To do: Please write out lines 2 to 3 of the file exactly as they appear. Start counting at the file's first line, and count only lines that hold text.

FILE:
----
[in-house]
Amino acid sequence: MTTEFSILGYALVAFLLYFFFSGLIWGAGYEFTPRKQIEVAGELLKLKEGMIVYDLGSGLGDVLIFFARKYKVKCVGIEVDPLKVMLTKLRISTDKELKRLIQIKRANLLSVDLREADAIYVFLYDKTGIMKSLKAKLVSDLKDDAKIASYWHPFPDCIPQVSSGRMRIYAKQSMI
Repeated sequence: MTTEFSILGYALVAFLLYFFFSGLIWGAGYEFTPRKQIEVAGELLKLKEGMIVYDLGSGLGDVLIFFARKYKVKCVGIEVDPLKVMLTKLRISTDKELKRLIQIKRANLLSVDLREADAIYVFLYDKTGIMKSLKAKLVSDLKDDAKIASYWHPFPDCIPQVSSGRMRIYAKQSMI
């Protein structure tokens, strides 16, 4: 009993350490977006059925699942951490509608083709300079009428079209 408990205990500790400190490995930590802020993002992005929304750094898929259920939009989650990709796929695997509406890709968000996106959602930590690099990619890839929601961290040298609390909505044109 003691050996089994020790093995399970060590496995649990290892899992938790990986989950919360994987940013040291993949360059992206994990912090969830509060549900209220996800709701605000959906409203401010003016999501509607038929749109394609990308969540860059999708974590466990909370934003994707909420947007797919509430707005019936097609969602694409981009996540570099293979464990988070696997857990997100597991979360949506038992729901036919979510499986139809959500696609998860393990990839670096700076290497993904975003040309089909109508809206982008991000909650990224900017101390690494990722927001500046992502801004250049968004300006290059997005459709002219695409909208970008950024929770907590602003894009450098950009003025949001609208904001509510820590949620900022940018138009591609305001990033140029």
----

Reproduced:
Amino acid sequence: MTTEFSILGYALVAFLLYFFFSGLIWGAGYEFTPRKQIEVAGELLKLKEGMIVYDLGSGLGDVLIFFARKYKVKCVGIEVDPLKVMLTKLRISTDKELKRLIQIKRANLLSVDLREADAIYVFLYDKTGIMKSLKAKLVSDLKDDAKIASYWHPFPDCIPQVSSGRMRIYAKQSMI
Repeated sequence: MTTEFSILGYALVAFLLYFFFSGLIWGAGYEFTPRKQIEVAGELLKLKEGMIVYDLGSGLGDVLIFFARKYKVKCVGIEVDPLKVMLTKLRISTDKELKRLIQIKRANLLSVDLREADAIYVFLYDKTGIMKSLKAKLVSDLKDDAKIASYWHPFPDCIPQVSSGRMRIYAKQSMI